Heart rate and blood pressure response to head up tilt test

Heart rate and blood pressure response to head up tilt test

Heart rate and blood pressure response to head up tilt test (HUTT) in neurocardiogenic syncope (vasovagal syncope or neurally mediated syncope) has been classified by Sutton R et al [1]. The most common is the mixed type (type I) in which there is a fall in both heart rate and blood pressure. Fall in blood precedes the fall in heart rate which falls at the onset of syncope. It can fall below 40 per minute and can be associated with asystole more than 3 seconds, though these cut off points may not be present always. In cardioinhibitory type (type II) there is a fall in heart rate. In type IIA, there is no asystole, but heart falls below 40 per minute and remains so for over 10 seconds without any asystole of more than 3 seconds. In cardioinhibitory type IIB, there is asystole of more than 3 seconds. In vasodepressor or type III, heart rate does not fall more than 10% from its peak at the onset of syncope. Two exceptions which have been described being chronotropic incompetence and postural orthostatic tachycardia syndrome (POTS). In the former, there is no increase in heart rate during the tilt test or any little increase being less than 10 percent of the pre tilt heart rate. In POTS, on the other hand there is an increase in heart rate more than 28 beats per minute compared to the pre tilt heart rate, which is maintained throughout the duration of the tilt.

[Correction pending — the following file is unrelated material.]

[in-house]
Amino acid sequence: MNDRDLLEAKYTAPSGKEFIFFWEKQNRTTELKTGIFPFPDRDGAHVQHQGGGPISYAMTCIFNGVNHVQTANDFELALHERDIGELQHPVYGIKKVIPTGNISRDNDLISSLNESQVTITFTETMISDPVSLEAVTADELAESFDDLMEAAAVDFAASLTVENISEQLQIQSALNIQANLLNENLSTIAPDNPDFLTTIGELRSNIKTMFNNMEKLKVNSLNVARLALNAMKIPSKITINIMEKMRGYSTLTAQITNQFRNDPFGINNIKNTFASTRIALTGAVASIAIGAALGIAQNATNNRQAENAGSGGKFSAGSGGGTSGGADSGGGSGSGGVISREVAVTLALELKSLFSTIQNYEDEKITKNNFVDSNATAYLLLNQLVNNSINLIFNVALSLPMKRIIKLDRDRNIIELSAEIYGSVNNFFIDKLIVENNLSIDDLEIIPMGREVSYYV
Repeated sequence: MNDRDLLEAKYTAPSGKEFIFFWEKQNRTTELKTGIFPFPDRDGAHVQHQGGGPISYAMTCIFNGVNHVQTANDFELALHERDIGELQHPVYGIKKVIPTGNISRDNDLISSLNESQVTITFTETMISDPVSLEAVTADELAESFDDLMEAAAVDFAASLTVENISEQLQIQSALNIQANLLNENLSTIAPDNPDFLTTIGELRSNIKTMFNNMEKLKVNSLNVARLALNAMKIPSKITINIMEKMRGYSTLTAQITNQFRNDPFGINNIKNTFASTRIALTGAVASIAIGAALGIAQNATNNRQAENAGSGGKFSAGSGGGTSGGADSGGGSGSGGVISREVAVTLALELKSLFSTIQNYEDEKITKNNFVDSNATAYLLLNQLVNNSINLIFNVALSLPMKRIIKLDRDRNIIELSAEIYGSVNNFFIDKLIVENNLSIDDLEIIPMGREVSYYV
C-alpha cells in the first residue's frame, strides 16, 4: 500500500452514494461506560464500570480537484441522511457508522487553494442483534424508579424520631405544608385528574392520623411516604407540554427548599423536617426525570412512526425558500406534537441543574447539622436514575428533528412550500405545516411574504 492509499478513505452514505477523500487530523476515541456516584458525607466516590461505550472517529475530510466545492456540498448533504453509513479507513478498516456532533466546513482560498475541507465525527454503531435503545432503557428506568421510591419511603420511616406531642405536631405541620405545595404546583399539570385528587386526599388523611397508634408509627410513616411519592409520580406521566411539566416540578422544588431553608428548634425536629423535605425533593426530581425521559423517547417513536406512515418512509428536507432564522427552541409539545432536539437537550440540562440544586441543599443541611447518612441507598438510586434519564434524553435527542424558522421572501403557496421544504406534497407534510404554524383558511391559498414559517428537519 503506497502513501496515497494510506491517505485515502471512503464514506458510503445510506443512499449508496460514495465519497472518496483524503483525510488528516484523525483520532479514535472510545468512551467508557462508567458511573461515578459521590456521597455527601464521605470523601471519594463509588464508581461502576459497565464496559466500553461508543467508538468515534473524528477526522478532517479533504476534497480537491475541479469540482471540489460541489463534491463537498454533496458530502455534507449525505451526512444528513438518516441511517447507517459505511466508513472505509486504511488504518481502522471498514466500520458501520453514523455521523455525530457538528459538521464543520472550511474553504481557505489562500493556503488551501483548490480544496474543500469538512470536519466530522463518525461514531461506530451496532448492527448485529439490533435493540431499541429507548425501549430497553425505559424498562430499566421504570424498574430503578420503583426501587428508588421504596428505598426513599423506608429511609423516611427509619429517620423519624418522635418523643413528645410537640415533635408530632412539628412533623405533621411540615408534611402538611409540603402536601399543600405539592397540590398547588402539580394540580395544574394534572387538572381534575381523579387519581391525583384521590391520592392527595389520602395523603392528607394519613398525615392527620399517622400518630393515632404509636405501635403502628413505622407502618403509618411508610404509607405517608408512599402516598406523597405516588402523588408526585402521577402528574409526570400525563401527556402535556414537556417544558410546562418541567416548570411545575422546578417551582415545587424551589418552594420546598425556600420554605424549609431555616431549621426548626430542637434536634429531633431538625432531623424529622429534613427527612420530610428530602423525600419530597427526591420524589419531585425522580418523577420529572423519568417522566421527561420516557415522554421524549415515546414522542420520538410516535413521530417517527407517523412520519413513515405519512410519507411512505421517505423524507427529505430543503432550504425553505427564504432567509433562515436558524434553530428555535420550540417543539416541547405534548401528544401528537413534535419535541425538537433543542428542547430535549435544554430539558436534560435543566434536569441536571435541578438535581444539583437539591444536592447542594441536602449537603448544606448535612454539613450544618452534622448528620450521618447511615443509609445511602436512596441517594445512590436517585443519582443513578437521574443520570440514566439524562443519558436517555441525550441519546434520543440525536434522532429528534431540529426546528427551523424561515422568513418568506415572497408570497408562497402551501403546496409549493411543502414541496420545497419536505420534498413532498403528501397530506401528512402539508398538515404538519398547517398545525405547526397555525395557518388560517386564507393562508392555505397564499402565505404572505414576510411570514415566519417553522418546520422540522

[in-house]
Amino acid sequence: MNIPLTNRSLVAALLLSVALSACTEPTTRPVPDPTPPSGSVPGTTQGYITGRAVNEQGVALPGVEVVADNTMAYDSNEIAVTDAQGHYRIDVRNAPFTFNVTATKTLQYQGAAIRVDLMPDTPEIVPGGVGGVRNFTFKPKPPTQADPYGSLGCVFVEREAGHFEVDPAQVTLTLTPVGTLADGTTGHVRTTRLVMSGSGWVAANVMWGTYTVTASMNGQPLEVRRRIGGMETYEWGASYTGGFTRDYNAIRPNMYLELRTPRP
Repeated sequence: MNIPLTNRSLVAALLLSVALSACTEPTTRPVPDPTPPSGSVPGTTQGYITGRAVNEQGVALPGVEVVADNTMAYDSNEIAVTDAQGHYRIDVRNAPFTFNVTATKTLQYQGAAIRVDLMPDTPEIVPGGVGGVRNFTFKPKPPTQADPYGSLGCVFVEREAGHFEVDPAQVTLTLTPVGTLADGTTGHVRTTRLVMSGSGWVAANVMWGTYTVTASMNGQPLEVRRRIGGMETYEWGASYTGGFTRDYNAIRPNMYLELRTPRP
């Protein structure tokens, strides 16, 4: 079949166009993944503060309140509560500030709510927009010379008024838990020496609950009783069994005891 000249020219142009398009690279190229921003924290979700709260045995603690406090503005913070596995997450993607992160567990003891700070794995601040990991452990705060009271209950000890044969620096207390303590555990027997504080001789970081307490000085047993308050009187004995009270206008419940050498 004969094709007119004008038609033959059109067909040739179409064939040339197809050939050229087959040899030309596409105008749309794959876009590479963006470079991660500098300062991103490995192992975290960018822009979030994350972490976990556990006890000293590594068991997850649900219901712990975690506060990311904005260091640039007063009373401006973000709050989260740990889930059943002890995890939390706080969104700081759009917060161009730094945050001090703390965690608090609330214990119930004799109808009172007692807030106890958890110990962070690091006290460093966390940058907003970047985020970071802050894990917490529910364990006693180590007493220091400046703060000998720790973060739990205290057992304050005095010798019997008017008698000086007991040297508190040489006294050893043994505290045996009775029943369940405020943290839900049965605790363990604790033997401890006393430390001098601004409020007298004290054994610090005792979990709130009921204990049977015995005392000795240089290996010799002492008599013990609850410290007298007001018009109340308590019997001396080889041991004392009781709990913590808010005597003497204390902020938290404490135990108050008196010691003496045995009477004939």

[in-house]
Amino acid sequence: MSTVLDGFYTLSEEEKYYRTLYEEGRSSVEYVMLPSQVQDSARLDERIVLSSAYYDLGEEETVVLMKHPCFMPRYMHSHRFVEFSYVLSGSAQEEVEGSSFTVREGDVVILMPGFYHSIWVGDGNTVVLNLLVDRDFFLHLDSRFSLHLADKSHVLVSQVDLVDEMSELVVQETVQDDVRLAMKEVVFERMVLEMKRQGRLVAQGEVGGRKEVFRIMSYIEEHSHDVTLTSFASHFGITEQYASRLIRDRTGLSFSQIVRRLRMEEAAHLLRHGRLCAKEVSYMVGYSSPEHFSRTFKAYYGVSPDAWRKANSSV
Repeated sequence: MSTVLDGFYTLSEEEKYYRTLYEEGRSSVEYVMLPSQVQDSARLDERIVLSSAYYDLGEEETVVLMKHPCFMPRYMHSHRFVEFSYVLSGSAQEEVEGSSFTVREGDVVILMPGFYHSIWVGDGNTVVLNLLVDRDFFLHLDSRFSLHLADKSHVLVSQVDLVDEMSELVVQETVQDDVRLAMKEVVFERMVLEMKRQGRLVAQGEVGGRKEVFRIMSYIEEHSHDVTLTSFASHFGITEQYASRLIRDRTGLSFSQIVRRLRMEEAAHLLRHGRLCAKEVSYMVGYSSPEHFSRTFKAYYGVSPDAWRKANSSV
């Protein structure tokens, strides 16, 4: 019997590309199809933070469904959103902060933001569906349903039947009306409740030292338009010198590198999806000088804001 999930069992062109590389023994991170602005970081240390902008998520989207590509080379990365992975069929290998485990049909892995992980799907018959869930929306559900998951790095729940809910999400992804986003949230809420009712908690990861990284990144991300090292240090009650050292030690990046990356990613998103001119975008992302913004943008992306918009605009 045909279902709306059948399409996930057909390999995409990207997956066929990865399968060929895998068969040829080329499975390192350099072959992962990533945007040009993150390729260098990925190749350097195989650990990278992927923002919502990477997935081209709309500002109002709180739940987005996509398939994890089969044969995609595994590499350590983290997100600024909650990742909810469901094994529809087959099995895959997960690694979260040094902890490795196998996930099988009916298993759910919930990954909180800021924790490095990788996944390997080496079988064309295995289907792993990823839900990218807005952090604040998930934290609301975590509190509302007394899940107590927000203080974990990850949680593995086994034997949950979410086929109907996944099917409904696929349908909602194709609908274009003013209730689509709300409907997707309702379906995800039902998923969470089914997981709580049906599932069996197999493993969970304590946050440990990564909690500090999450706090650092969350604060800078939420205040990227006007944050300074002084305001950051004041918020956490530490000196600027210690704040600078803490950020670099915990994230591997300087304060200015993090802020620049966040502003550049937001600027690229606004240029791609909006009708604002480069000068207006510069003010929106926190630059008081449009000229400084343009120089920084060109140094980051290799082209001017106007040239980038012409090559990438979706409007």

There are some authors who feel that head up tilt test is not useful and should be abandoned.

Reference

  1. Sutton R, Petersen M, Brignole M et al. Proposed classification for tilt induced vasovagal syncope. Eur J Cardiac Pacing Electrophysiol 1992; 2; 180–3.
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